Although catalogued in the September 22-23 sale as ‘Follower of’, the 2ft 5in x 4ft 1in (74cm x 1.26m) oil was previously attributed to William James (active c.1730-80), an elusive figure in 18th century English painting.
James was among many artists who imitated Canaletto’s style, making highly skilled contemporary copies to fulfil demand for Venetian views among the wealthy on the Grand Tour. In Anecdotes of Painters (1808), Edward Edwards (1738-1806) went so far as to claim the painter worked as Canaletto’s studio assistant and pupil on his 1754 trip to England. As little biographical information on James survives, however, no evidence has yet been found to support this.
The picture at Chorley’s was a sophisticated copy of Canaletto’s The Bucintoro Returning to the Molo on Ascension Day depicting the great Venetian vessel of state which was used each year to carry the doge out into the Adriatic to perform the symbolic ‘marriage’ ceremony between Venice and the sea.
The original painting, owned by Britain’s first ‘prime’ minister Sir Robert Walpole, sold in 1993 at Ader-Tajan in Paris for FR66m (around £7.59m) – a record at the time for an Old Master on French soil.
Offered for a snip of the price of a Canaletto at £30,000-40,000, the copy had been in a British private collection ‘for many years’ and was last offered at Christie’s in 1967, catalogued as by Canaletto himself.
Although re-lined with some water marks and a little flaking to the edge, it had no signs of any serious overpainting or damage. A fierce contest ensued between a private bidder in the UK and the Italian trade and it sold for £80,000 to the former, a collector bidding on the phone.
Several very similar versions of The Bucintoro Returning… have sold for comparable prices at auction catalogued as by James. Notably in April 2008 at Christie’s New York where one made $270,000 (around £136,000) and in April this year at Hampel in Munich where another was knocked down at €80,500 (around £71,000).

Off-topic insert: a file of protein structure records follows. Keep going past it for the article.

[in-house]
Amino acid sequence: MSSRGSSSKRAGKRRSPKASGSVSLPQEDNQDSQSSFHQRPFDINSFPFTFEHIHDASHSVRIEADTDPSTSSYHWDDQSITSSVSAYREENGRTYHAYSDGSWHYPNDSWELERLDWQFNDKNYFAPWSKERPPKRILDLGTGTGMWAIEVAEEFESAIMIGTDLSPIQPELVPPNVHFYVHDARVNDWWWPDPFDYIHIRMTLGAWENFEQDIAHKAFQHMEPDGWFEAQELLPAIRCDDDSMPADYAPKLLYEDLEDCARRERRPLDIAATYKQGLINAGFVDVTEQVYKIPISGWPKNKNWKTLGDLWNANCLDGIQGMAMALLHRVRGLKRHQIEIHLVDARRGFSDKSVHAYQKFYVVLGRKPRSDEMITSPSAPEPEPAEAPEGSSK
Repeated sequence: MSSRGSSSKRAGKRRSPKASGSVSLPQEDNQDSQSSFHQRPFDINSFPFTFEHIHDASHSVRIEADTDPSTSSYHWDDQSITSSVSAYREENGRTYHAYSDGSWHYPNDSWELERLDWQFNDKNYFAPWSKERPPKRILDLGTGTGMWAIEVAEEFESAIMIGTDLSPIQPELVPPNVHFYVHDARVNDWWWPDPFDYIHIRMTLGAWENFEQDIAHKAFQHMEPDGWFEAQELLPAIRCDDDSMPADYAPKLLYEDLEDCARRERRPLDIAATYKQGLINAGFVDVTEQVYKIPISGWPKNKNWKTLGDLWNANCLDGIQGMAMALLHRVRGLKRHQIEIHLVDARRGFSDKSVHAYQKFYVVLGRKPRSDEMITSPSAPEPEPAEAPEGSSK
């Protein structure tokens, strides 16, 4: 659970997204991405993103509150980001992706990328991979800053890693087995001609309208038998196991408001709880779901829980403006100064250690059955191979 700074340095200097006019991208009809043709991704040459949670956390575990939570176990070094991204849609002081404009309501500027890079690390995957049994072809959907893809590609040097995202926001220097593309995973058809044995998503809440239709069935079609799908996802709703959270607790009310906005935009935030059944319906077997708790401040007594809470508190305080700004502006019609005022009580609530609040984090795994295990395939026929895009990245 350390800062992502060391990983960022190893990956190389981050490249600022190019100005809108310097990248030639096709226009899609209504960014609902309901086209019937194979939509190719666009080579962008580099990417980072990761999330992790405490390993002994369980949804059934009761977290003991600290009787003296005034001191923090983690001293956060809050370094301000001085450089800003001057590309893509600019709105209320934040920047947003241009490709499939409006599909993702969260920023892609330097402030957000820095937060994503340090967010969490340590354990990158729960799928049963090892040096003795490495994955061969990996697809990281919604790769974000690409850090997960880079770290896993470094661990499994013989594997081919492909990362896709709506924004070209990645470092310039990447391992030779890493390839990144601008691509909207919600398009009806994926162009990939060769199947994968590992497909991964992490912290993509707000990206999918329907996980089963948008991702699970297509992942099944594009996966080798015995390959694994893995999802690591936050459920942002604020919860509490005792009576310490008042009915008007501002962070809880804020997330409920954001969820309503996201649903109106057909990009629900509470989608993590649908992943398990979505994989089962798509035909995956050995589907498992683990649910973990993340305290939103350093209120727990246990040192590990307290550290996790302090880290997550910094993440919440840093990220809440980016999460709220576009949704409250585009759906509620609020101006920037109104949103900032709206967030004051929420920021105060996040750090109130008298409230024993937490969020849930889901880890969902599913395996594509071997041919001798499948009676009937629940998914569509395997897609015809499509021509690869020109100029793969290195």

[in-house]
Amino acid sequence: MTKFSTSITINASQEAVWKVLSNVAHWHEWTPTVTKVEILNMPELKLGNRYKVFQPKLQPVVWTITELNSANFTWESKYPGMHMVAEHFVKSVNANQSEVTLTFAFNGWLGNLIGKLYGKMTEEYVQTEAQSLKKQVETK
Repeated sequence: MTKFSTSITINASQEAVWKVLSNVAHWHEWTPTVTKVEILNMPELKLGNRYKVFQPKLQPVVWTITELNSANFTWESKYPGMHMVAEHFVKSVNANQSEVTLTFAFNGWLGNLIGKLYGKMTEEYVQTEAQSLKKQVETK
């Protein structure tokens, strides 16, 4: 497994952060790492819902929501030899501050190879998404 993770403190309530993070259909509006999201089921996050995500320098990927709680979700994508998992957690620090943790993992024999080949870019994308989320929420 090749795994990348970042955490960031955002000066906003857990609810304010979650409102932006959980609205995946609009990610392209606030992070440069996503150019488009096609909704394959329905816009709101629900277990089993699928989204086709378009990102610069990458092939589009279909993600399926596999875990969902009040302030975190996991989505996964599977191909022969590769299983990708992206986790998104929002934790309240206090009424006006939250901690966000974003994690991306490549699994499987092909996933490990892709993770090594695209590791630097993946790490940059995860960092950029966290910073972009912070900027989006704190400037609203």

The prolific 19th century painter James Webb (1825-95) was profoundly influenced by the romantic yet naturalistic paintings of John Constable and JMW Turner and is best known for his atmospheric landscapes and seascapes of England and continental Europe.
But as with other 19th century landscape painters, Webb’s prices have stuttered on the secondary market over the last two decades.
Dinant on the Meuse, a signed 2ft 6in x 4ft 2in (76 x 1.27cm) oil on canvas executed in the artist’s typically pale palette, was offered at Chorley’s with an original bill of sale dated 1949 from Mawson Swan & Morgan, the former fine art dealership and picture frame makers in Newcastle.
It generated decent bidding against a £4000-6000 guide to sell for £8000. The comparable work, Dinant, Belgium (1876), sold at Christie’s London back in 2002 for £7500 (which, adjusting for inflation, would be worth more than £12,000 today).
Elsewhere, a relined, cleaned and restored oil by the 18th century marine painter Peter Monamy (1681-1749) from a private collection in Gloucestershire got away on bottom estimate for £4000.
Depicting a Dutch fisherman reefing the sails, a French frigate and an English squadron, the 23in x 2ft 11in (60 x 90cm) oil on canvas came in a good gadrooned gilt frame but the surface of the paint was described as “somewhat thin and flat”.
Although Monamy usually depicted actual ships in his paintings, he rarely recorded specific events as much of his career coincided with a long period of peace. Prices of his marine paintings tend to vary widely on the secondary market, from tens of thousands paid for his large-scale commissioned paintings of famous vessels to low four-figure sums for the decorative pictures he produced in large numbers specifically for commercial galleries and dealers.
Completing the picture highlights at Chorley’s was a mid-19th century Company School album containing around 75 Anglo-Indian watercolours on typical themes such as botanical, architectural, ornithological and trades. A note pasted verso read: An old man with his son a most excellent painter, his pieces about 12 Rupees one dozen on? but most excellently done, the best artist at Patna. Done for Capt. Edward Inge, 4th Light Dragoons.
The city of Patna in north-east India was one of the major centres of Company painting, being home to many British expatriates who wanted images to send or take home. This album was knocked down on low estimate for £6000.